TORONTO, November 19, 2020 – Dr. Earl Bogoch has been appointed the inaugural holder of the Brookfield Chair in Fracture Prevention.
Dr. Famida Jiwa, President & CEO, Osteoporosis Canada is pleased to announce that Dr. Earl Bogoch has been appointed the inaugural holder of the Brookfield Chair in Fracture Prevention. This University of Toronto chair, a global first of its type, has been established at the University of Toronto and St. Michael’s Foundation through the generosity of Brookfield Partners Foundation, which provided a $3 million grant. Dr. Bogoch was appointed after a Faculty search process.
“This is truly a ground-breaking milestone for osteoporosis diagnosis and fracture prevention care in Canada,” said Dr. Famida Jiwa. “Working in collaboration with our partners and Dr. Bogoch we are certain that our organization’s vision of a Canada free of osteoporotic fractures is possible.”
Dr. Bogoch, an orthopaedic surgeon at St. Michael’s Hospital and Professor in the Department of Surgery, said: “The new Brookfield Chair provides an exciting avenue to advance fracture prevention programs into the 7 provinces and 3 territories in Canada where none yet exist. Every year 130,000 Canadians sustain serious fragility fractures, including 30,000 hip fractures and only 20% of them receive the necessary treatment they need to prevent the next catastrophic fracture. I am honoured to be appointed The Brookfield Chair in Fracture Prevention, and excited to enhance our partnership with Osteoporosis Canada to fulfil their mission statement of preventing hip fractures in Canada.”
Dr. Bogoch, a Canadian and world pioneer in fracture prevention, initiated his fracture prevention activities at Wellesley Hospital, Toronto, in 1995, based on a realization that older patients treated in his fracture clinic for fragility fractures were at high risk of future devastating hip fractures, and should receive preventive interventions. After initial studies and early publications describing the care gap, he initiated a comprehensive fracture liaison program in 2002, in collaboration with scientists and clinical colleagues at St. Michael’s Hospital. After obtaining support from the Ontario Ministry of Health and Long-term Care in 2006 he assisted OC and other stakeholders establish a province-wide Fracture Clinic Screening and Prevention Program, which now operates in 36 hospitals in Ontario and has intervened with over 100,000 patients.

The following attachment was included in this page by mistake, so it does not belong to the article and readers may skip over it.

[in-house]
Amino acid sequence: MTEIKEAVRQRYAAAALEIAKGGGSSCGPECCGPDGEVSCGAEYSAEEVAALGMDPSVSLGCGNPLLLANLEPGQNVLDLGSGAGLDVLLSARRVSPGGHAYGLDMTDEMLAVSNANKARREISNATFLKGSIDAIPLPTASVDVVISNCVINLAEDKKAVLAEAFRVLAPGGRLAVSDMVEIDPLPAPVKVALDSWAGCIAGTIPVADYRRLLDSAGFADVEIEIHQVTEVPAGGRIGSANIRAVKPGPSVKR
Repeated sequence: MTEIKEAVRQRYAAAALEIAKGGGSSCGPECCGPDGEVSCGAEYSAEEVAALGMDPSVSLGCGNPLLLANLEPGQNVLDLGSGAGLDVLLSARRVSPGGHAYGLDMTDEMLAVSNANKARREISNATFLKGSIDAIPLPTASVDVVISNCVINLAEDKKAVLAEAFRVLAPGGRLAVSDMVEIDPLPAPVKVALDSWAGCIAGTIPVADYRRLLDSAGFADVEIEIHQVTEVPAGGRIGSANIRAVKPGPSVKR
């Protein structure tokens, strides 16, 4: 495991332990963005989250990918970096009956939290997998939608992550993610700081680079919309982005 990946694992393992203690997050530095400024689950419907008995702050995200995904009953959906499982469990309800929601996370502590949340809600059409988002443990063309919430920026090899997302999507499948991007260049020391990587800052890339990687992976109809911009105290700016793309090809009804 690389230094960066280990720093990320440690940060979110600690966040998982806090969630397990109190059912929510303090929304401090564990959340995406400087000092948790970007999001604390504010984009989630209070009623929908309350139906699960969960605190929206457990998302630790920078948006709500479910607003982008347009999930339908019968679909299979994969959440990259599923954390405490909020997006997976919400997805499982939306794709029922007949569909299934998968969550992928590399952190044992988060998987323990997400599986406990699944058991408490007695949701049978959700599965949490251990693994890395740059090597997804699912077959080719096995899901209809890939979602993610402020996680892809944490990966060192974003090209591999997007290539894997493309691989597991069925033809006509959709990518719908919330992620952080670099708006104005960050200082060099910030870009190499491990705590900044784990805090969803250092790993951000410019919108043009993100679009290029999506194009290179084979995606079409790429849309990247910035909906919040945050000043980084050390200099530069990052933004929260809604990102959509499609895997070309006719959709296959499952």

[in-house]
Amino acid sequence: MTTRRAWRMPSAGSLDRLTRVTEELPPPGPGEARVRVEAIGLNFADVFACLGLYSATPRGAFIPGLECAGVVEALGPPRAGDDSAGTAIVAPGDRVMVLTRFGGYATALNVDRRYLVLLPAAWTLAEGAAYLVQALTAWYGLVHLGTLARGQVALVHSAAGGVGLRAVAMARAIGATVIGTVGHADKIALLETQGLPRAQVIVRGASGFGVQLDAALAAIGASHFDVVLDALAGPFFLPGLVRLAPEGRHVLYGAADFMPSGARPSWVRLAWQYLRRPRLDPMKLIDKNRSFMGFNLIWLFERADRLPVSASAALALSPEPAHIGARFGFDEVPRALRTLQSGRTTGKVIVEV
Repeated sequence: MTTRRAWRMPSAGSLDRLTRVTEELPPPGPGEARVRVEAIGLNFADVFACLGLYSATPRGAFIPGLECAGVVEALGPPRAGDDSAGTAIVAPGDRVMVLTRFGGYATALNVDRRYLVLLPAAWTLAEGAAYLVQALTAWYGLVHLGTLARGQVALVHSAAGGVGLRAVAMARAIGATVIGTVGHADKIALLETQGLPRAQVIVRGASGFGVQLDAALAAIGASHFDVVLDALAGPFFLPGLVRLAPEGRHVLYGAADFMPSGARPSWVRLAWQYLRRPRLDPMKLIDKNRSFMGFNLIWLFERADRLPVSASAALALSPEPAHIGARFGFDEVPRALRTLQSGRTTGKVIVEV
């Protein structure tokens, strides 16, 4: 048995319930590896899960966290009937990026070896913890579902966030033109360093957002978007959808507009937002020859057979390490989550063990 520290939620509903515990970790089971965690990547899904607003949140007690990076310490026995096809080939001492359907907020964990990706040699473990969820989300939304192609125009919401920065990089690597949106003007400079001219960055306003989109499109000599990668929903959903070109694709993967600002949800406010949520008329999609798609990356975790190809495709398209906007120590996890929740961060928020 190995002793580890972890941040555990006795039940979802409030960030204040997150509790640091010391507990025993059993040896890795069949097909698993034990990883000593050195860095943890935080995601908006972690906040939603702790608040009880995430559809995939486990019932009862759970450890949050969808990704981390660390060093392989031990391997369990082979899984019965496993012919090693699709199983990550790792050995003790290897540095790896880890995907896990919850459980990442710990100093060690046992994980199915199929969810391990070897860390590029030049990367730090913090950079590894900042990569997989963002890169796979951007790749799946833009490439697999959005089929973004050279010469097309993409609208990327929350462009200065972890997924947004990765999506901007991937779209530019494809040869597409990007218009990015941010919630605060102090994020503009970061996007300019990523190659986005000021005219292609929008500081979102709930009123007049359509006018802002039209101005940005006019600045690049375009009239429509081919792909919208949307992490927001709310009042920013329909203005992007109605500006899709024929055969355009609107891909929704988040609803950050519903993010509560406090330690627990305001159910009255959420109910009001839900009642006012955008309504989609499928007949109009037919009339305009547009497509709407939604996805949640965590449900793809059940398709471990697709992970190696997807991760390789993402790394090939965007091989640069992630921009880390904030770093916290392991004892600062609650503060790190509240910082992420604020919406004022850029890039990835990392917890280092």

With Dr. Joanna Sale, he co-leads an MOHLTC-funded research and evaluation group that monitors this program which is headed by Mr. Ravi Jain at OC, for iterative improvements. The programs he and his collaborators lead have won national and international awards. Dr. Bogoch has been awarded the Presidential Award of Merit for Outstanding Contributions from the Canadian Orthopaedic Association for his work in fracture prevention, and he has published 80 peer-reviewed publications in the field, many of them highly cited. Dr. Bogoch has been an active member of Osteoporosis Canada’s Scientific Advisory Council serving on its many committees including the executive committee and most recently its development committee. In 2013, Dr. Bogoch was awarded the Lindy Fraser Award as chosen by his peers.
In an interview, Dr. Bogoch expressed enthusiasm for the novel role of a Chair in Fracture Prevention. “The establishment of a world first university chair is overdue – it will confirm the evolution of fracture prevention beyond program development into an academic subject in its own right. We will establish graduate scholarships to promote the work of young scientists in improving health service delivery and to design the fracture prevention programs of tomorrow. The Chair will collaborate with Osteoporosis Canada and local experts to promote and fund the establishment of fracture liaison programs in jurisdictions that are lagging behind the three Canadian provinces who now have functioning programs. The resources of the Chair will also enable enhancement of the research work my collaborators and I are doing in iteratively improving how we do fracture prevention, how we inform people at risk how to protect themselves, and augmenting our information sharing with colleagues in Canada and around the world.”
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ABOUT OSTEOPOROSIS CANADA
Osteoporosis Canada is the only national organization serving people affected by osteoporosis. The organization works to educate, empower and support individuals and communities on bone health and in the risk-reduction and treatment of osteoporosis.
Commonly referred to as the “silent thief,” osteoporosis is an incurable disease that can cause bones to weaken over time, without any signs or symptoms leading to increased risk of breaking a bone.
Osteoporosis Canada provides medically accurate information to patients, health care professionals and the public. The organization has established clinical practice guidelines and long-term care and exercise recommendations. The Scientific Advisory Council (SAC) is made up of experts in osteoporosis and bone metabolism and is a volunteer membership. Comprised of clinicians, researchers and educators, the SAC advises Osteoporosis Canada’s board and staff on scientific and medical issues.